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Are Car Strobe Lights Legal?

Posted by Extreme Tactical Dynamics on Dec 12th 2019

The addition of strobe lights on cars and other vehicles has become increasingly popular. They come with a variety of strobing effects, in a gamut of colors, and with a host of other options. They have also become more affordable and they can be found in both physical and online stores. There's no doubting their popularity, or the fact that strobe lights really do make a vehicle stand out. But, the question is, are they legal, or does their similarity to emergency vehicle strobe lights mean that they are illegal for civilian use? Generally, it is legal for any civilian to buy these lights, and most states allow for their use on private land, but whether you can use them on public highways will depend on a number of factors.

Anybody Can Buy Vehicle Strobe Lights

There are no laws that prohibit the purchase or sale of vehicle strobe lights. This means that anybody can buy them. However, just because you can buy them, does not necessarily mean that you can legally use them, especially on the public highway. But, there are some situations where you can fit these lights and use them, without the fear of running foul of the law.

They Can Be Used On Private Land

It is legal to buy and install these lights when they are to be used on private land. For example, one of the most common uses for this type of light, outside their use as emergency vehicle strobe lights, is on farm machinery.

Tractors are large and potentially dangerous machines, and it is not uncommon to see them sporting yellow warning lights. These lights are used because they highlight the potential danger of the machinery to everybody around them.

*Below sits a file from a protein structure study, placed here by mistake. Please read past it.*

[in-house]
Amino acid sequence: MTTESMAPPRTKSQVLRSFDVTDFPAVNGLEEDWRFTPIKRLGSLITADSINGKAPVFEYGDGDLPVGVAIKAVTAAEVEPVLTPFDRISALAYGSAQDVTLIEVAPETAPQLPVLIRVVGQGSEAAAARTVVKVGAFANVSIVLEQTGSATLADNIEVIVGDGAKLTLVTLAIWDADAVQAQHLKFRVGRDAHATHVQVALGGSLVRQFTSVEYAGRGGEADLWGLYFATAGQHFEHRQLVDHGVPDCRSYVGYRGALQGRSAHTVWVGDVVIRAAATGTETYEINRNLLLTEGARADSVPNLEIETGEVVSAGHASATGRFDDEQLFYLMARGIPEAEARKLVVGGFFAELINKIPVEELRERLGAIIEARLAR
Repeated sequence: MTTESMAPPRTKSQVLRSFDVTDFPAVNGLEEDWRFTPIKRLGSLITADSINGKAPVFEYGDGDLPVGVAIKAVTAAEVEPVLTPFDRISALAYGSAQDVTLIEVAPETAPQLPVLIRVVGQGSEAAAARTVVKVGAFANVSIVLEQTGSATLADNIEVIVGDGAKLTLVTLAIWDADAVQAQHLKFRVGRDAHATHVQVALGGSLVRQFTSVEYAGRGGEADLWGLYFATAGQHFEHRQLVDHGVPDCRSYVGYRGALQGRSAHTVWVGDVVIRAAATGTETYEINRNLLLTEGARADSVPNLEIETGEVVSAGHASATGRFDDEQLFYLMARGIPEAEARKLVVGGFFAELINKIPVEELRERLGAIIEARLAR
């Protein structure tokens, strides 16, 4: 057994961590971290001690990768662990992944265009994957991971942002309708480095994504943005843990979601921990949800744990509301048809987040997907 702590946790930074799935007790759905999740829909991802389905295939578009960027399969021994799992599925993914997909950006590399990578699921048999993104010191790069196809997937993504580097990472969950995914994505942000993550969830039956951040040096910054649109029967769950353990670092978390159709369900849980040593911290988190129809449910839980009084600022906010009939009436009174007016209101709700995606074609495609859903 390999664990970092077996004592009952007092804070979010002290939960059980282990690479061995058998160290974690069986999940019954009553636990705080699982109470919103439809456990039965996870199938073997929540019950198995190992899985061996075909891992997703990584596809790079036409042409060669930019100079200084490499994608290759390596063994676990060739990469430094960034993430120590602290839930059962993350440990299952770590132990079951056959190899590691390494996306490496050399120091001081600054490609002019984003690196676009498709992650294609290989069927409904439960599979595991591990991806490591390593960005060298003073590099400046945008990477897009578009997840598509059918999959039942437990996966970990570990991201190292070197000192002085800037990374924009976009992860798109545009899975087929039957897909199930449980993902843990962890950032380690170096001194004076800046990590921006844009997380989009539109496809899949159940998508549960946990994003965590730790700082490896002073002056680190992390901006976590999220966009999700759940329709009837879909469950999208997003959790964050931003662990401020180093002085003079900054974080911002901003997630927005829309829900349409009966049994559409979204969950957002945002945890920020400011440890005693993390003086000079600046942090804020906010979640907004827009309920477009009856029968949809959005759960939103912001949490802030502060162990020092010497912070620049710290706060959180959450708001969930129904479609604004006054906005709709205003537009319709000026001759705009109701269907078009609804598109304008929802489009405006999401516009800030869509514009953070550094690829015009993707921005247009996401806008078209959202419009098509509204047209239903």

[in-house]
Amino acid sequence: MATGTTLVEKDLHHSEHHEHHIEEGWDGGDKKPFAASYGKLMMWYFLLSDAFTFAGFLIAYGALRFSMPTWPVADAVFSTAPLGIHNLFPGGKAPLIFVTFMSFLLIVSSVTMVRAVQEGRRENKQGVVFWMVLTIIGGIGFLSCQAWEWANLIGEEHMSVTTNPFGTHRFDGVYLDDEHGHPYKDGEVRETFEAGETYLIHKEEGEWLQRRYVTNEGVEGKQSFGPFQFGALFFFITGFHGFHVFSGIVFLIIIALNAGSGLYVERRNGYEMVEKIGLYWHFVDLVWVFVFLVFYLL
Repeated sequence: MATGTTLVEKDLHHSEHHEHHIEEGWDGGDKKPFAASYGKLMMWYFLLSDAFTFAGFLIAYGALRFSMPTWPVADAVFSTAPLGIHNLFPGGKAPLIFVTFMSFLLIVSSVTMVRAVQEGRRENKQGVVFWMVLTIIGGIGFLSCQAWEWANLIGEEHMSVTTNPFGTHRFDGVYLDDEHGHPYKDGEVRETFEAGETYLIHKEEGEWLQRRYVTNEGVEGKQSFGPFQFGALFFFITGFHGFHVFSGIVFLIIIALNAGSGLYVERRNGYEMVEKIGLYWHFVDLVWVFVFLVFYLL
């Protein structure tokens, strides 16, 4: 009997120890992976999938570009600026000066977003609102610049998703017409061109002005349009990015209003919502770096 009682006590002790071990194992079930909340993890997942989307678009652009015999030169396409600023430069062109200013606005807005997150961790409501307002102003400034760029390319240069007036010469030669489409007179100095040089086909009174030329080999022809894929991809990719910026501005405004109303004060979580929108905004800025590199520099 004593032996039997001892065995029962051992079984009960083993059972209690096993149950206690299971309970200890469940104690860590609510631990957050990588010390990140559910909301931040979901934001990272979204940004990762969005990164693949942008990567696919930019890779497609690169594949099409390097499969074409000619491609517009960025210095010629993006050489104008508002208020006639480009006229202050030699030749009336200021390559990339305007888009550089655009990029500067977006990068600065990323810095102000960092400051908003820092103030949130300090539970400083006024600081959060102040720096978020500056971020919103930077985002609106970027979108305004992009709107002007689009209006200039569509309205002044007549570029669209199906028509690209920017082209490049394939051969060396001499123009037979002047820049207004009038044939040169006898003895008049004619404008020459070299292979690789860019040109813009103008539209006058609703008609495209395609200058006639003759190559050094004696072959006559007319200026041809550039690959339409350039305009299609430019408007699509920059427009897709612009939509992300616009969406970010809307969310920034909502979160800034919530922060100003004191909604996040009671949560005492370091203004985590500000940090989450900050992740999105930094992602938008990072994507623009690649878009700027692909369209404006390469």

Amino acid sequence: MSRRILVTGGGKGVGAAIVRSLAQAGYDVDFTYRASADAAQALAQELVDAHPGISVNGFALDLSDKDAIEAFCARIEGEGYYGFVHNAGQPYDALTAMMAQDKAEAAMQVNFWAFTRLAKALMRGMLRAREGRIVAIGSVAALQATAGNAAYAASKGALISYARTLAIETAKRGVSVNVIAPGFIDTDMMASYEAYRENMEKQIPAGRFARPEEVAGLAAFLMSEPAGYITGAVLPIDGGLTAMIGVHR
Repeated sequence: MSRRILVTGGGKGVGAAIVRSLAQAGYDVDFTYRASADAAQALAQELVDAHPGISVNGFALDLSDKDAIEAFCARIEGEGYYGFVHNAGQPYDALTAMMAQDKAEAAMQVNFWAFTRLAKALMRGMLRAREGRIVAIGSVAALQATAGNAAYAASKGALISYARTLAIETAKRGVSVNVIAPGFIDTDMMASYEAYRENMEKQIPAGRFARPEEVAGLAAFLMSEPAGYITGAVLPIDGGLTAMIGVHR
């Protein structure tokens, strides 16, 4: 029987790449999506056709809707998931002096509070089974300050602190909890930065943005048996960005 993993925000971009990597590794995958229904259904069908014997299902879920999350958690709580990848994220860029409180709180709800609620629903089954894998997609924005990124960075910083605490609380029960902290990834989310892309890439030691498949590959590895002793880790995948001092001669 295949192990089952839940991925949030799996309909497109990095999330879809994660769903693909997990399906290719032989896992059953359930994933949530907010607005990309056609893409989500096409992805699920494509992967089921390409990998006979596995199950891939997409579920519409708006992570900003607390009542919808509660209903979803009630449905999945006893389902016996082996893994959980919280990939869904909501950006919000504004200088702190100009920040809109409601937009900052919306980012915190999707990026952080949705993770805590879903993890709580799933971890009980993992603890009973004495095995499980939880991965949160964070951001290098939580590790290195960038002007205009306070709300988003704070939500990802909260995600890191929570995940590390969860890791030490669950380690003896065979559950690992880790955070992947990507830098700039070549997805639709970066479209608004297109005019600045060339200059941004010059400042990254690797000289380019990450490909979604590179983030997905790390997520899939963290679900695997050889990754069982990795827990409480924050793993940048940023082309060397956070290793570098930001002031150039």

Private security firms also use a similar style of light. In these cases, they not only warn of the vehicle's approach, but the lights themselves can deter criminal activity and set peoples' minds at ease.

Construction vehicles are another common type of vehicle to use warning lights, and in some states it is perfectly legal for this type of vehicle to use the lights at the side of the road and even on the road, but this is dictated by local state laws.

So, if you are buying the lights for personal use, and you will only use them on private land, you should find that you are perfectly within your rights to do so.

Use On Roads

However, in most states, this is where the legal use of these lights ends. Their similarity to police lights means that strobe lights are prohibited in most states, although this can depend on the color of light, and even their placement.

If you modify your vehicle to look like an emergency vehicle, you could fall foul of multiple state laws. Impersonating a police officer is an offense, and if it is determined that this was your aim when installing and subsequently using the lights, then you could face serious consequences.

In some states, the use of any vehicle strobe light is prohibited. Some states dictate that you are not permitted to use lights match the color of those used by emergency vehicles. Generally, emergency vehicles use red, blue, and white lights, but this isn't always the case. Green and yellow lights are recognized as being emergency vehicle colors in a lot of states, and although it is very rare to see an emergency vehicle sporting purple strobe lights, this color might still be reserved in some states. The use of these color lights is likely, at the very least, to lead to some serious questions.